Urinary cadmium and blood pressure: results from the NHANES II survey

Environ Health Perspect. 1991 Feb;91:133-40. doi: 10.1289/ehp.9191133.

Abstract

Relationships between urinary cadmium levels and blood pressure were examined in a sample of 951 adult men and women who participated in the Second National Health and Nutritional Examination Survey (NHANES II). Among all participants, positive relationships were seen between urinary cadmium levels and both systolic and diastolic blood pressure (p less than 0.05 and p less than 0.01, respectively), after adjusting for age, sex, race, relative body weight, smoking status, and hypertensive medication use. However, analyses for subgroups determined by sex and smoking status were inconsistent. Among current smokers, urinary cadmium levels were significantly positively associated with both systolic and diastolic blood pressure for women, and with diastolic blood pressure for men. Yet among former smokers and lifelong nonsmokers of both sexes, urinary cadmium was not significantly associated with either systolic or diastolic blood pressure. Evidence that some hypertensive medications increase urinary cadmium excretion suggests that the positive associations seen among current smokers may reflect high urinary cadmium levels among hypertensives induced by hypertensive treatment. After treated hypertensives were removed from the analysis, regression coefficients relating blood pressure to cadmium dropped by a factor of two and lost statistical significance. We conclude that the present data provide little support for a causal association between systemic cadmium and hypertension at nonoccupational exposure levels. Further, conflicting results of previous studies may reflect failure to control adequately for age, smoking status, and hypertensive treatment.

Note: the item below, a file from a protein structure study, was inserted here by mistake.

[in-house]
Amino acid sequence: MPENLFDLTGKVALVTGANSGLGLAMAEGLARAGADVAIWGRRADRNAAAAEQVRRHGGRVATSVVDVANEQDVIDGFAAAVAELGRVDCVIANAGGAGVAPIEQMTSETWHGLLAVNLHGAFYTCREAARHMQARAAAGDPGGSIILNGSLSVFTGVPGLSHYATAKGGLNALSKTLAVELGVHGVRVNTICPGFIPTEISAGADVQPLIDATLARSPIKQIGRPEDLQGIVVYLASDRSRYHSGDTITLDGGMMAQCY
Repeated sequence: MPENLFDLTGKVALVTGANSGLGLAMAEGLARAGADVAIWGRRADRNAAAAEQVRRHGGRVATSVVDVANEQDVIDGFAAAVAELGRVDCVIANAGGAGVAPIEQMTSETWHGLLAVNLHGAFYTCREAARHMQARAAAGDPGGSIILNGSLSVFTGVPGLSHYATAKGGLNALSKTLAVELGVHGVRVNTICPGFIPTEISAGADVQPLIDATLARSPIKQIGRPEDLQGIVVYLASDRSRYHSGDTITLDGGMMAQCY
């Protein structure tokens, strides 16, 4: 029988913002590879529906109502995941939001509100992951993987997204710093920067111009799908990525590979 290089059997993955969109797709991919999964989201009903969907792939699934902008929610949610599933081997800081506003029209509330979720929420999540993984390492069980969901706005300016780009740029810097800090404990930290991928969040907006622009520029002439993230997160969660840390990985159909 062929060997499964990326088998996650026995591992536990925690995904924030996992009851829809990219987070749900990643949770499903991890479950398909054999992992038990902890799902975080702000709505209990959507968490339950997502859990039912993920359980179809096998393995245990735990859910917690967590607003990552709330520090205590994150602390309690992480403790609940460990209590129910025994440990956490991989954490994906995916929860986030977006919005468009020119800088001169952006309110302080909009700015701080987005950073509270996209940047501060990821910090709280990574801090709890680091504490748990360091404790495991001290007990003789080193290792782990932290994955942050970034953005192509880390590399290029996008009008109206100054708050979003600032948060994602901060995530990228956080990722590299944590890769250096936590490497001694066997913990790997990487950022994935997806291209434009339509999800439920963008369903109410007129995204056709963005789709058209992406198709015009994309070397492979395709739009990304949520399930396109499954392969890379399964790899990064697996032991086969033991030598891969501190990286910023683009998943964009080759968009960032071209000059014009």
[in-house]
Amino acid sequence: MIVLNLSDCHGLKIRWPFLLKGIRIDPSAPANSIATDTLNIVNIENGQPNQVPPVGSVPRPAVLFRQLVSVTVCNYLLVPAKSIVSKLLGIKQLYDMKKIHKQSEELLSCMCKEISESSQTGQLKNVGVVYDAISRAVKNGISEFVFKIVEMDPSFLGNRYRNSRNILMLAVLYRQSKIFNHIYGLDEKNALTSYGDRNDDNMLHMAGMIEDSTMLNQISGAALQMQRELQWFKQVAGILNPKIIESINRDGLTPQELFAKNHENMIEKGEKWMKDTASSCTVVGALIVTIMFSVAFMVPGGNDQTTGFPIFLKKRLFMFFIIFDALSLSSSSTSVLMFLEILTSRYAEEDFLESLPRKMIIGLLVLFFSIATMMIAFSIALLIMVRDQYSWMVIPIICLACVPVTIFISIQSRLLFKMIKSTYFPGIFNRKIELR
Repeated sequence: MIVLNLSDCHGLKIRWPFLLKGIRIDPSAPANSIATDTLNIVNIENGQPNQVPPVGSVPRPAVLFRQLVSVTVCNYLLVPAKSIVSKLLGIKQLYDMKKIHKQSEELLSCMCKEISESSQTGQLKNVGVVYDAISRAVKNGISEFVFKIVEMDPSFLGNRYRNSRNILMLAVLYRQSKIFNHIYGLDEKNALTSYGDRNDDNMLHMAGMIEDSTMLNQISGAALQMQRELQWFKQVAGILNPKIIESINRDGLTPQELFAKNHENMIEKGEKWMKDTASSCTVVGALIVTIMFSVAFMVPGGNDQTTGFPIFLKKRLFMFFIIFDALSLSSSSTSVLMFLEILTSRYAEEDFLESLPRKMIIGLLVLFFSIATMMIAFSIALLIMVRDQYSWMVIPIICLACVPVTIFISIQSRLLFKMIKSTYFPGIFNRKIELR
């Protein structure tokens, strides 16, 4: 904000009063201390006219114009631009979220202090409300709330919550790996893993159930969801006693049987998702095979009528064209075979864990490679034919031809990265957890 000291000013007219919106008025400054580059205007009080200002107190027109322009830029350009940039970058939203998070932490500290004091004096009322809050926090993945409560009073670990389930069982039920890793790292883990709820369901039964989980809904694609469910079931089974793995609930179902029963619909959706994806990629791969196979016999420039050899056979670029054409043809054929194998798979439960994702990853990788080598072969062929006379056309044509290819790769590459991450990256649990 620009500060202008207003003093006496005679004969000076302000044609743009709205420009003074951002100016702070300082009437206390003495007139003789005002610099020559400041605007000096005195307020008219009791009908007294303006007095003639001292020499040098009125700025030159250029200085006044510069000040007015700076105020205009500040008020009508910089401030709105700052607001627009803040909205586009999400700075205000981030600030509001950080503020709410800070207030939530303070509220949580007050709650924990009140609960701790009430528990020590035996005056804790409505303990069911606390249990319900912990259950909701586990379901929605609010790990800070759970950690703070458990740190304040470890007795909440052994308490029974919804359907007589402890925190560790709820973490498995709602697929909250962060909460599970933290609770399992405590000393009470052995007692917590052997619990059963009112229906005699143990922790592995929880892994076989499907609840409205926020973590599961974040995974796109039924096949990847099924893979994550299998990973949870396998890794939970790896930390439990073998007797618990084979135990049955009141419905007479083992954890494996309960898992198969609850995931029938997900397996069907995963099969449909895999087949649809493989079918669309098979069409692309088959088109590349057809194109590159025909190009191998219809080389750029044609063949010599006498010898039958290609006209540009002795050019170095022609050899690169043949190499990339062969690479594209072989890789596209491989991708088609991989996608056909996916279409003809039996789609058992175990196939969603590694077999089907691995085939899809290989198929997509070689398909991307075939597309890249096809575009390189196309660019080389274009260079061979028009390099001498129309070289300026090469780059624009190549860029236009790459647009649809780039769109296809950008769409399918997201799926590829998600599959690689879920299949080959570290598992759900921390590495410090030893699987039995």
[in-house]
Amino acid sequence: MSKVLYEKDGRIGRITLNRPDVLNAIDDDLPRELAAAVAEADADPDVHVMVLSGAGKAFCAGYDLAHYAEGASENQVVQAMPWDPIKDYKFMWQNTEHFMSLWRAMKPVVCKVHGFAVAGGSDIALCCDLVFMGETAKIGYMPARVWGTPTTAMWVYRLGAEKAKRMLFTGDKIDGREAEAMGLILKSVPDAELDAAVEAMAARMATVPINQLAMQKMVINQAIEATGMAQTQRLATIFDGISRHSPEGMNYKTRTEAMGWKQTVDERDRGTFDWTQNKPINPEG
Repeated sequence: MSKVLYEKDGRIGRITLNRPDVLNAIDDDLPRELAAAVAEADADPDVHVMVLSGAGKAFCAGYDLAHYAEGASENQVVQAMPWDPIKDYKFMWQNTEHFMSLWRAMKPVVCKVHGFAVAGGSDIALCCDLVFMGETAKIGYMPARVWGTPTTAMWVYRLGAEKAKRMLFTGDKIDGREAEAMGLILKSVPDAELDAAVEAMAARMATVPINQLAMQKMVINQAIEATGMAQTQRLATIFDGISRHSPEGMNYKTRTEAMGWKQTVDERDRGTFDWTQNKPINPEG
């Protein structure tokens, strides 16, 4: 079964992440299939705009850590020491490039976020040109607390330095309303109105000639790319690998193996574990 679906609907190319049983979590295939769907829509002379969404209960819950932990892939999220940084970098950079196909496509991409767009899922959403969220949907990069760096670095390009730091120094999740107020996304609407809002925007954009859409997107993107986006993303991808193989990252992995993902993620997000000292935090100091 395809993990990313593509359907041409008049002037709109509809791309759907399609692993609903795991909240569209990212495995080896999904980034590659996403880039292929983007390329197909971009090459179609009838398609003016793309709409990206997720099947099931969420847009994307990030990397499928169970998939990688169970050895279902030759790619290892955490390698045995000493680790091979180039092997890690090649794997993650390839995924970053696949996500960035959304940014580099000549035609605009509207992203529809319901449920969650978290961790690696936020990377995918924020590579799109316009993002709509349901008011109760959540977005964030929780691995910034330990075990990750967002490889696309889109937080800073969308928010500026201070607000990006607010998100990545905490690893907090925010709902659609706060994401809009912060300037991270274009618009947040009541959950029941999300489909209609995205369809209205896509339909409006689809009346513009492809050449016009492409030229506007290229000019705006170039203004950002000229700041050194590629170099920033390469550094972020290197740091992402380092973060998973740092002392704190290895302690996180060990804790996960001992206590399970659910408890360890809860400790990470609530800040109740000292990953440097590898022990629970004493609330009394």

Publication types

  • Research Support, U.S. Gov't, Non-P.H.S.

MeSH terms

  • Adult
  • Aged
  • Cadmium / urine*
  • Environmental Pollutants / urine*
  • Female
  • Health Surveys
  • Humans
  • Hypertension / chemically induced
  • Hypertension / urine*
  • Male
  • Middle Aged
  • Regression Analysis
  • United States

Substances

  • Environmental Pollutants
  • Cadmium